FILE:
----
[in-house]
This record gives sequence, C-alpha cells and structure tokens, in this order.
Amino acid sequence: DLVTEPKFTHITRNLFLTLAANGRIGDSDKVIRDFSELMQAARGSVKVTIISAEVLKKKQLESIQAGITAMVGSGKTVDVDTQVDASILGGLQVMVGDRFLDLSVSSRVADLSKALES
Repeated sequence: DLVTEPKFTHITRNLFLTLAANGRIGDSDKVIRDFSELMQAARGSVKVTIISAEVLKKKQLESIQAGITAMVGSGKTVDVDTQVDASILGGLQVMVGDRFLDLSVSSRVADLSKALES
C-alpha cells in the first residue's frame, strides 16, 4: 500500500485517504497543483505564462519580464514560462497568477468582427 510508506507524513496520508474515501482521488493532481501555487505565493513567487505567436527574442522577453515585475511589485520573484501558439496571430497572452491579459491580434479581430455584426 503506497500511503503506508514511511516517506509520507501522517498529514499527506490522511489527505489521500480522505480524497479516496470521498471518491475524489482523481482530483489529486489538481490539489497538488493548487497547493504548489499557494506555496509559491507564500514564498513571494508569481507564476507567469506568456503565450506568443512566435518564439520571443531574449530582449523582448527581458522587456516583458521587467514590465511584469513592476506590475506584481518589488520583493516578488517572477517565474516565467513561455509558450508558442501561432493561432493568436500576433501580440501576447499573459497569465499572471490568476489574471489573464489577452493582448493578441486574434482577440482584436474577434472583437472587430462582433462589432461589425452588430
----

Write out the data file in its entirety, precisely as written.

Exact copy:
[in-house]
This record gives sequence, C-alpha cells and structure tokens, in this order.
Amino acid sequence: DLVTEPKFTHITRNLFLTLAANGRIGDSDKVIRDFSELMQAARGSVKVTIISAEVLKKKQLESIQAGITAMVGSGKTVDVDTQVDASILGGLQVMVGDRFLDLSVSSRVADLSKALES
Repeated sequence: DLVTEPKFTHITRNLFLTLAANGRIGDSDKVIRDFSELMQAARGSVKVTIISAEVLKKKQLESIQAGITAMVGSGKTVDVDTQVDASILGGLQVMVGDRFLDLSVSSRVADLSKALES
C-alpha cells in the first residue's frame, strides 16, 4: 500500500485517504497543483505564462519580464514560462497568477468582427 510508506507524513496520508474515501482521488493532481501555487505565493513567487505567436527574442522577453515585475511589485520573484501558439496571430497572452491579459491580434479581430455584426 503506497500511503503506508514511511516517506509520507501522517498529514499527506490522511489527505489521500480522505480524497479516496470521498471518491475524489482523481482530483489529486489538481490539489497538488493548487497547493504548489499557494506555496509559491507564500514564498513571494508569481507564476507567469506568456503565450506568443512566435518564439520571443531574449530582449523582448527581458522587456516583458521587467514590465511584469513592476506590475506584481518589488520583493516578488517572477517565474516565467513561455509558450508558442501561432493561432493568436500576433501580440501576447499573459497569465499572471490568476489574471489573464489577452493582448493578441486574434482577440482584436474577434472583437472587430462582433462589432461589425452588430